A: Psychologist Allan Shore suggests in his article, "The right brain implicit self: A central mechanism of the psychotherapy change process," that “right brain implicit non-verbal affect-laden communication directly represents the attachment dynamic embedded within the alliance.” For art therapy, this means that the arts help us access non-verbal material by tapping into our implicit experience as coded in sensation and imagery. Another helpful aspect of the arts is that clients are able to put their experiences outside of themselves which are then reflected back in the imagery, movement or sound. Finally, the aspect of play in the arts is important for reconstructing a healthy attachment experience. A client may be painting on their own, or sometimes I will join in. Either way, they are witnessed and joined in the play. In that witnessing, and being with, there is a new kind of attachment experience that develops. This playful exploration can also happen with movement, sound or drama.

Q: Have you ever had any experiences where the work within the arts has overwhelmed the client?

A: Having the client become overwhelmed does sometimes occur because of the material surfacing and being experienced. If someone has decided to recreate some aspect of the trauma in drawing, painting, or words, and the experience becomes overwhelming, it can be helpful to take the creation, wrap it in a piece of containing fabric or a box and find a place in the room to keep it that feels safe to the client. The client might also choose a figure that acts as a guardian while neither of us is there. If we have put the resources in place from the beginning, there is always a way to help bring clients back from an overwhelming experience, and it’s a good tool for them to discover and learn.

Q: What might you offer to other therapists, especially those early in their training and careers, as the most important thing to remember when using the arts with traumatized clients?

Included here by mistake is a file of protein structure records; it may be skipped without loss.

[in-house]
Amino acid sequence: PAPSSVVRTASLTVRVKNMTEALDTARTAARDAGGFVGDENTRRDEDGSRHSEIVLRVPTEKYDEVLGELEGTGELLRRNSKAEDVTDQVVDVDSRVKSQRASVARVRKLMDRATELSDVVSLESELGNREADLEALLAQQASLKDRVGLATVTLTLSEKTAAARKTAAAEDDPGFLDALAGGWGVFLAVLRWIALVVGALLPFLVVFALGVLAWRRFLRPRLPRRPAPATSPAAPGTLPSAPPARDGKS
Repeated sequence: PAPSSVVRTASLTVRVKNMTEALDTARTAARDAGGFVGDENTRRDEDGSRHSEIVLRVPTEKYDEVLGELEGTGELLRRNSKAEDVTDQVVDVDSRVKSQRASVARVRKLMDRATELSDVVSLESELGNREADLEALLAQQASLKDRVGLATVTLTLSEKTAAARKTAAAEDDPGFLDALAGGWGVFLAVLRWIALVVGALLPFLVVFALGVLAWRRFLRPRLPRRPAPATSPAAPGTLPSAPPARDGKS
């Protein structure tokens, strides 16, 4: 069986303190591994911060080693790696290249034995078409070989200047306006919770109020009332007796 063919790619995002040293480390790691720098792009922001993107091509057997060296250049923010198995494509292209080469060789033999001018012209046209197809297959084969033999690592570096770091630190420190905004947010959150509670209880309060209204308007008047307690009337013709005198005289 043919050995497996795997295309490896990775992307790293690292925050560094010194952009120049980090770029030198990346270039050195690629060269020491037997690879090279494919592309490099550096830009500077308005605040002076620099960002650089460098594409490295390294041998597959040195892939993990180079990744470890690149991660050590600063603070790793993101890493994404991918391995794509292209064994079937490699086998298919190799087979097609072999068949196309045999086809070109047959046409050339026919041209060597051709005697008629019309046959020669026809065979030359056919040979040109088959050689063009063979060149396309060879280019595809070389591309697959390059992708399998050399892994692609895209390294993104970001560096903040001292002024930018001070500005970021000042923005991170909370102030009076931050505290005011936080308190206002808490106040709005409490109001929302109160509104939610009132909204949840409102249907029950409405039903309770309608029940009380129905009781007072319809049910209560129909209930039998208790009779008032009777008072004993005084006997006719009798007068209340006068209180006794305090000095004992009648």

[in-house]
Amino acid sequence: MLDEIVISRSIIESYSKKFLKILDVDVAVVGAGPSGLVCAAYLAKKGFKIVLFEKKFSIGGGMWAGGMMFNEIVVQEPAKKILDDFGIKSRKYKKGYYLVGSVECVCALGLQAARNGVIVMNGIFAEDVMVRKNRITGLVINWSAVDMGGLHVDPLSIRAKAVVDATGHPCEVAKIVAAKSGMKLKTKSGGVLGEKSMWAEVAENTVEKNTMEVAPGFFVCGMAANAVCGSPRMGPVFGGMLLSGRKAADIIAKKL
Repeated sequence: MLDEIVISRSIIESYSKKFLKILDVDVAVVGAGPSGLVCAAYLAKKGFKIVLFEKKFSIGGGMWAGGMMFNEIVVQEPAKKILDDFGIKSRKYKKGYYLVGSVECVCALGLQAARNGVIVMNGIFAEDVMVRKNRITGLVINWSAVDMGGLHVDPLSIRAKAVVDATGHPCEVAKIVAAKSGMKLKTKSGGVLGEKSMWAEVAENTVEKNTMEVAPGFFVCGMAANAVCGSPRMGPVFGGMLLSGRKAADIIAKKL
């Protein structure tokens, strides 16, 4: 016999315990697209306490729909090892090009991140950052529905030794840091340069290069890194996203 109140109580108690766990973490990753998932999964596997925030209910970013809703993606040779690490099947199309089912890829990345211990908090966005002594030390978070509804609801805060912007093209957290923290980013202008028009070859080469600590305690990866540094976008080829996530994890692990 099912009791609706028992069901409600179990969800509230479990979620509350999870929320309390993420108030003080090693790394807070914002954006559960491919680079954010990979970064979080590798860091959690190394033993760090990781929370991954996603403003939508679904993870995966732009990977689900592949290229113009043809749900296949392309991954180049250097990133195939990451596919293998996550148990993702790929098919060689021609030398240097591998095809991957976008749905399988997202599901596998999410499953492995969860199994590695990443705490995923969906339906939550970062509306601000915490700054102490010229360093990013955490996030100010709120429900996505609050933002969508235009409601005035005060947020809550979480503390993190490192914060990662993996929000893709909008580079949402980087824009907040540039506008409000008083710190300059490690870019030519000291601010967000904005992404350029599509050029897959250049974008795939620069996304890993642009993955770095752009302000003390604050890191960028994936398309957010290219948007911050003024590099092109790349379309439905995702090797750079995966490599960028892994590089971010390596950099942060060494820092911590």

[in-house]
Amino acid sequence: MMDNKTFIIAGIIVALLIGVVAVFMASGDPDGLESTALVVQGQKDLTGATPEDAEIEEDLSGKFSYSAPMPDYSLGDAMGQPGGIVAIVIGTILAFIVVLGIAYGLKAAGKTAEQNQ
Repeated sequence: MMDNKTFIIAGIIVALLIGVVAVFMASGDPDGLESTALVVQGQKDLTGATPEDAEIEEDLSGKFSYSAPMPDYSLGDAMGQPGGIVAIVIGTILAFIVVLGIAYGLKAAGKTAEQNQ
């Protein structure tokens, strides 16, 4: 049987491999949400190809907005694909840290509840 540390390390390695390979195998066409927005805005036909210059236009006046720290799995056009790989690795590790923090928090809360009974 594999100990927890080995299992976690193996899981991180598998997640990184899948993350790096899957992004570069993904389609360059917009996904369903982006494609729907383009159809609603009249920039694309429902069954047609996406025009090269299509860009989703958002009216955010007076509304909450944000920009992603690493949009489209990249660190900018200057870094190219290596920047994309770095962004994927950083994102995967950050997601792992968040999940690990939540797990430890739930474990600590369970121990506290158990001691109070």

A: If you’re working with the arts, you also need to know how to work with trauma, and only then can you use the arts in the service of the client. So if someone tells you about something distressing, you can’t push them straight to the wall to begin drawing a picture of it. You need to make sure that they have all the basic resources such as containment, re-stabilizing abilities, boundaries, and grounding. All of these skills can be explored expressively. While you may investigate resistance, you need to listen and trust the client. If they don’t feel they are ready to explore the trauma and the feelings that come up around it, then you need to be sensitive to this, and explore a different method first.

Q: On a personal level, what have you learned most from your work with your clients?

A: I’ve learned how powerful the arts can be. We don’t have to be healed to be creative. We can bring our creativity right from the heart, right where the agony is. I’m thinking of one woman I worked with. … I’m getting teary as I say it. … One day she called me and said, “I have broken glass. I want to cut myself, what should I do?” Fortunately, I was able to see her right then. She made a big painting and she embedded the glass in the painting. She said that somehow the act of creating gave her as much as the cutting did. She had created something that was really beautiful out of the agent of the pain itself. The power of that is astonishing.

-- Contributing Writer: Michelle Denis MacDougall, The Trauma & Mental Health Report

-- Chief Editor: Robert T. Muller, The Trauma & Mental Health Report

Copyright Robert T. Muller